Past forward: A forgotten emergency crackdown remembered
February 12, 2020
Today, every page of the Constitution is under attack. Institutions that are supposed to protect and strengthen democracy have once again started to crumble. The mass media is not silent but singing accolades to the government. That is why it has become essential to remind ourselves again of the Emergency and to refresh our memories of its martyrs.
To frustrate constitutional rights with the help of the Constitution and Parliament; to subvert all basic entitlements and human rights—even the right to survive—with the help of the courts; to push top leaders of the Opposition into jails without prosecuting them; to make the media a carrier pigeon for government propaganda; to frighten people into submission and silence. These events seem to describe recent events, but they are descriptions of events that took place after June 1975, when prime minister Indira Gandhi had imposed Emergency on the country.
At that time, very few people had kept in mind the first law minister Bhimrao Ambedkar’s warning. He had said soon after the passing of the Constitution that the foundations of democracy in India are very weak. It was his view that Indian democracy had never slipped below the topsoil. The reason, he felt, was the complete absence of any sense of brotherhood or equality in India’s sociopolitical life. Democracy could only strike deeper roots in this country with great effort, which will require equally strong commitment towards nurturing it. Else, it would remain weak.
Ambedkar’s message should have been remembered in 1975 as well, but it was not. Instead, its very soul was violated when some clauses of the same Constitution that he had framed were used to impose Emergency on all citizens.
Not all the stories about the atrocities perpetrated by the government during the Emergency have been seen and heard. It is only the momentous events that have been taken into consideration. So we know of All India Radio’s ban on Kishore Kumar’s songs, the arrests of top leaders and of the bulldozers and bullets that mowed down a helpless crowd at Turkman Gate. For, these events were so big that they were impossible to bury. But the brutal attacks that took place on people in the towns and villages never got the widespread attention they deserve. Those who were killed in these incidents also remained unknown. When nobody talked about these incidents, people’s memories of the atrocities also, naturally, faded.
However, memories of the Emergency do not seem like mere recollections today. Ambedkar’s warning now echoes in our ears—every page of the Constitution is under attack and institutions meant to protect and strengthen democracy are crumbling in plain sight. The media is not silent, but delivering accolades the government. Once again, the Emergency and its martyrs come to mind, for they need to be remembered today.
Just a few kilometres from Sultanpur city falls a village named Nizampur. In it is an open ground that people call Shaheedi, or Martyrdom, Maidan. But perhaps those who were born in this area after 1975 found out who these martyrs were only a few days ago.
The CPI(M)’s Sultanpur district unit decided a few weeks ago to organise a large meeting on this ground in memory of those who were martyred here on 27 August 1976. The event was organised to honour the families of those who were killed or imprisoned in an incident that occurred here nearly 44 years ago.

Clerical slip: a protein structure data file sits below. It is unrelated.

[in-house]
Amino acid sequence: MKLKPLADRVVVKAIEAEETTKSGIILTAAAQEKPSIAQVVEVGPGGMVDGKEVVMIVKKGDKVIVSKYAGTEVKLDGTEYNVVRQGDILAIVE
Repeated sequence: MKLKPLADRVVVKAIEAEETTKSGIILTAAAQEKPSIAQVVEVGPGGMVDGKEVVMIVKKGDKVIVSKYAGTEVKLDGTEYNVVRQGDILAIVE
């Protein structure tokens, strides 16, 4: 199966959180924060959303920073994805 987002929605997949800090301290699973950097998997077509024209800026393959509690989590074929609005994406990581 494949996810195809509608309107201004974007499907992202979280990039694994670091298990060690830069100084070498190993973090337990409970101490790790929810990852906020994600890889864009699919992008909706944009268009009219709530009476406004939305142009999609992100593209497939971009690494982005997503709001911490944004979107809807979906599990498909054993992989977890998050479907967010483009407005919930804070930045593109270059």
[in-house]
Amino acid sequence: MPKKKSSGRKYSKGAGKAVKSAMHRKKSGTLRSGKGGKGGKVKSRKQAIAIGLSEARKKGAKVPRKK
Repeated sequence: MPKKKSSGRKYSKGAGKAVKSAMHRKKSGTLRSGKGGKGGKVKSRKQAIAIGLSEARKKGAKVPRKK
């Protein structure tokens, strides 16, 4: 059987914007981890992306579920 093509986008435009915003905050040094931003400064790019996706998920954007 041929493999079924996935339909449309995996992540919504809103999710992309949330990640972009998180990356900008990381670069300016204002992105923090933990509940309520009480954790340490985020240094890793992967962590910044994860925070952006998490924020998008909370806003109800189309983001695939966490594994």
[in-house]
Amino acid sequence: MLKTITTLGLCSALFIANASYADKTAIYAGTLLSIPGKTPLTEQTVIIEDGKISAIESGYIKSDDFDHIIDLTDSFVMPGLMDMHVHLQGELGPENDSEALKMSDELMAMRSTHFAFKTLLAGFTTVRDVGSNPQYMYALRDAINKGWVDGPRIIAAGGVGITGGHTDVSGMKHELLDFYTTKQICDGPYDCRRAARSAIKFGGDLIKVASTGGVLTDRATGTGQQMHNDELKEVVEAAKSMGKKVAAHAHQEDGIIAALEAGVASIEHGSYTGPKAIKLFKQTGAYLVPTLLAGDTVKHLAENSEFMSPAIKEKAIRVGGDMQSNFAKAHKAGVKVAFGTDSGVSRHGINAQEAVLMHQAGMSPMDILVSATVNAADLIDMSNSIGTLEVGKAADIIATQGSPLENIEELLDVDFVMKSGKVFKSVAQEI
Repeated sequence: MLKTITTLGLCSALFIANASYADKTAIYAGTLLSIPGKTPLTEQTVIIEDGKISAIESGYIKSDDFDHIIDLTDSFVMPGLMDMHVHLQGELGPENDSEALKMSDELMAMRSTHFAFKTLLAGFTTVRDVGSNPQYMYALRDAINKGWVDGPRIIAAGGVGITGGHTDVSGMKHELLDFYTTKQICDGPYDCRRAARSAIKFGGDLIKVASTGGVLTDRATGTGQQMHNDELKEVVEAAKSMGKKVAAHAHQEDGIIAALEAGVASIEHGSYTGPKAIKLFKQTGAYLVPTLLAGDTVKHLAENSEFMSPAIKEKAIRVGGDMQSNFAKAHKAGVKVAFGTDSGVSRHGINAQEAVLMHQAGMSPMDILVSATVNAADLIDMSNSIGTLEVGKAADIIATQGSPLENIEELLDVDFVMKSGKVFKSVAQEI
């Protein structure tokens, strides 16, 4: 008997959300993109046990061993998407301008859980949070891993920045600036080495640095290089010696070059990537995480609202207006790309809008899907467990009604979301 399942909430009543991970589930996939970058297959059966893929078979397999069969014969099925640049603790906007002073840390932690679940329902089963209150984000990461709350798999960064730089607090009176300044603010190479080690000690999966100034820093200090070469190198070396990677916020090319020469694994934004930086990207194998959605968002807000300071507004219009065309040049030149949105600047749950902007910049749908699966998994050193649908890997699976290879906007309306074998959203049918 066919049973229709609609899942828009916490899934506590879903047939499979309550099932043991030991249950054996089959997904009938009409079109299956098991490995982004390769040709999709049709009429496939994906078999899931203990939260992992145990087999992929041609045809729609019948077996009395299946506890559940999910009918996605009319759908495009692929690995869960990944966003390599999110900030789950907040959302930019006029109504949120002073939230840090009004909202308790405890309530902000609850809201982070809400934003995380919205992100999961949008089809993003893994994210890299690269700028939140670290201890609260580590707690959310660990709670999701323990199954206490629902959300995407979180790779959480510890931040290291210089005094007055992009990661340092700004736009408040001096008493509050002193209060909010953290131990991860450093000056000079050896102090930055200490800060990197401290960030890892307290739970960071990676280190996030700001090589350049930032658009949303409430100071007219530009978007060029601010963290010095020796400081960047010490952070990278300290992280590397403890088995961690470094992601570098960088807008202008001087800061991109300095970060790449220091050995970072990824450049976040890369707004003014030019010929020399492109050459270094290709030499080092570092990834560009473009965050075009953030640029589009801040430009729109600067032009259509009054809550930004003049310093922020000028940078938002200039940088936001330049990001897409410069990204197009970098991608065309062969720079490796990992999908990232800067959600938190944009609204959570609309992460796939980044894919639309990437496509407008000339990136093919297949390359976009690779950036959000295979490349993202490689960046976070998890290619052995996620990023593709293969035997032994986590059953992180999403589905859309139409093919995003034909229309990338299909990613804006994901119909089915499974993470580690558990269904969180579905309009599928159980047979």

People from all the nearby villages gathered at Shaheedi Maidan on 10 February. The village pradhans were contacted, leaflets were distributed in their villages and preparations for the event were such as to revive and renew all the lost memories of the people of this area.
On 10 February, the rugged Shaheedi Maidan pulsed with energy as women, young men and the old gathered alike before the stage. Red flags waved to acknowledge the sacrifices of the martyrs. Samajwadi Party legislator Abrar Ahmad was on the stage from the beginning of the meeting till its end.
Ahmad was present at this very ground on 26 August all those years ago, along with thousands of people, as they staged a massive protest against the forced sterilisations that took place during Emergency. Right after that, there was a lathi-charge and firings, in which Abrar bhai’s hand had been fractured.
It was never correctly estimated how many people died of gunshot wounds in that crackdown, for the numbers of the injured was very high. But we know that ten people ended up dead right in this field. Among them were Shabbir from village Ajhai, Hariram from Bankepur, Mohammad Ali from Chaka; who were offered tributes and their family members honoured. Some who had been jailed—Javvad, Shahzad, Altaf, Tauheed, Sattar, Ravi Varma, Khalil and Islamamuddin—were honoured too, as was the son of a brave woman who went to jail, Shamsunisa.
It was a matter of pride for me that I was called as the chief guest of this program. We got an opportunity to appreciate the martyrs and those who faced lathis and bullets and were jailed. Their bravery inspires us to fight the battle we face today. It was also an opportunity to talk about attempts to destroy the Constitution—during the Emergency and in these, our times.
The listeners realised how fearful dictators are of equality and the huge price one must pay in order to preserve this principle. No attendee had any doubt that those who are in government today openly oppose the Constitution and are working to replace it with the Manusmriti.
As the meeting ended, as we paid tributes to the martyrs, we acknowledged that the people of our country have come together in the past and readily shed their blood to protect their rights and that even today they will never allow the conspiracy to divide them from one another to succeed.
First published in NewsClick
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